Chris Walsh (chris_walsh) wrote,
Chris Walsh
chris_walsh

R.I.P. Tony Scott

The head can be a maddening place. You know that. But we can forget that.

My jaw genuinely dropped in shock last night when I learned that longtime film director Tony Scott jumped off of a bridge into L.A. Harbor, leaving notes behind in his car and at his office. This morning, in my processing of that, I'd started writing a long entry about the maddening condition of depression, but then learned more:

Tony Scott had inoperable brain cancer. So that was what was wrong. Depression means something chemically "off" in one's brain; this meant Tony Scott had something literally destroying his brain, hurting his mind. So there was at least one huge problem. Whether or not there was something else wrong on top of that, the result is, still, someone lost to us. Someone lost to his family -- actress Donna Scott and their twin sons; his older brother Ridley Scott -- and to his friends and colleagues. This man knew Denzel Washington, Val Kilmer, and Tom Waits. That's eclectic. And they and many others all have a new hole in their lives. (Screenwriter Zack Stentz, who worked last year with Scott on a proposed Top Gun sequel before they amicably parted ways and other writers stepped in, said last night "Goodbye, Tony, you brilliant, cantankerous dude. Thanks for the memories and the peek into your amazing mind. Hope we meet again.".)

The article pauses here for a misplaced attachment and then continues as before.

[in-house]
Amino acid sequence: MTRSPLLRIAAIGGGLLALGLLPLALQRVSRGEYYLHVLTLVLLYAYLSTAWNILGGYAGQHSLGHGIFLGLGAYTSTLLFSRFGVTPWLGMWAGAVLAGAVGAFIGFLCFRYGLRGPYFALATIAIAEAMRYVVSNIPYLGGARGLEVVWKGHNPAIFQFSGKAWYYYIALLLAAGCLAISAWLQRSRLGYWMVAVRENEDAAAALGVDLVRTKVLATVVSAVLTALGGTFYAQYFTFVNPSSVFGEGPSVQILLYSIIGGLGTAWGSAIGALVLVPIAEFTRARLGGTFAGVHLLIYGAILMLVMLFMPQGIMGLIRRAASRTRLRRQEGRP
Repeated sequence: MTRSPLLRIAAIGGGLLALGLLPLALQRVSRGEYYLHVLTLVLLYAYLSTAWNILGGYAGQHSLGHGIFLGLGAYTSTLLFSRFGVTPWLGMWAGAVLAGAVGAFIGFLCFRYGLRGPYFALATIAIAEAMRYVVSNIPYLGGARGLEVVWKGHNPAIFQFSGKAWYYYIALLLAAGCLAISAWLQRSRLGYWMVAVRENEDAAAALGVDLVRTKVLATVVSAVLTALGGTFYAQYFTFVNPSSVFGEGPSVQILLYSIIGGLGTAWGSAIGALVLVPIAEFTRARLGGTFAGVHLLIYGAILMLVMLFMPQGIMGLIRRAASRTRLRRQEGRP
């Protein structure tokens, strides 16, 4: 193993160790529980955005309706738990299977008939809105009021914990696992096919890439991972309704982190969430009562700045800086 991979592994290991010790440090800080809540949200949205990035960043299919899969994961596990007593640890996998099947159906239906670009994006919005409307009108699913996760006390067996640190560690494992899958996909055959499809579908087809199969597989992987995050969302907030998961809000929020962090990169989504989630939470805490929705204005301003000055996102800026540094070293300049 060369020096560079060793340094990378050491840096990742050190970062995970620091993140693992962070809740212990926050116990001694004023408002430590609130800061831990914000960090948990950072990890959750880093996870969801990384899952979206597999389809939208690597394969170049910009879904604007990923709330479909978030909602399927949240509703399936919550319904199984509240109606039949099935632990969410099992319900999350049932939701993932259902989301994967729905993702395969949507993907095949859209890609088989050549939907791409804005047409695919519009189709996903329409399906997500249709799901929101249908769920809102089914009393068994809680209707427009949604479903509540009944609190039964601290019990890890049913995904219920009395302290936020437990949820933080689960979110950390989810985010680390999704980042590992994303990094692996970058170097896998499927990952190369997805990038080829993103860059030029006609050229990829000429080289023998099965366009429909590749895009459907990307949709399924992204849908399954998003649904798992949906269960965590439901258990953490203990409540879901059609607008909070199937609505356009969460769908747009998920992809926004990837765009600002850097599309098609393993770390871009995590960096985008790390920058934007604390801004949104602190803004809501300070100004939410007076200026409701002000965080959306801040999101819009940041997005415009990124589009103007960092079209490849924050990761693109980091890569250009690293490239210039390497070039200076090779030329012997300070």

Tony Scott was a bold person. While filming Top Gun on an underway aircraft carrier, he asked for the carrier to delay a course change so his crew could get a shot. When the captain said that they couldn't do that, due to planned operations, Scott asked how much it cost to operate the carrier for five minutes. The captain calculated quickly and came up with a dollar figure -- a five-figure dollar figure, if I remember correctly. Scott ran down to his bunk room, wrote a check for that amount, gave it to the captain, and got his permission to keep the carrier going that one way for five more minutes. That was a good kind of bold.

This, I feel, is the wrong kind of bold. I can't imagine wanting to end one's life in such a definite, awful way. But we won't know why he did it; his mind won't tell us. Maybe his mind didn't really tell him. Now we won't know.

Cancer sucks. We know that.

I'll close by paraphrasing a bit of philosophy you'll recognize. You don't actually want to get busy dying.

8-20-2012 6:30 Update: Now it's murkier, and I feel I should note that. Scott's family has announced that he in fact did not have cancer or a tumor.
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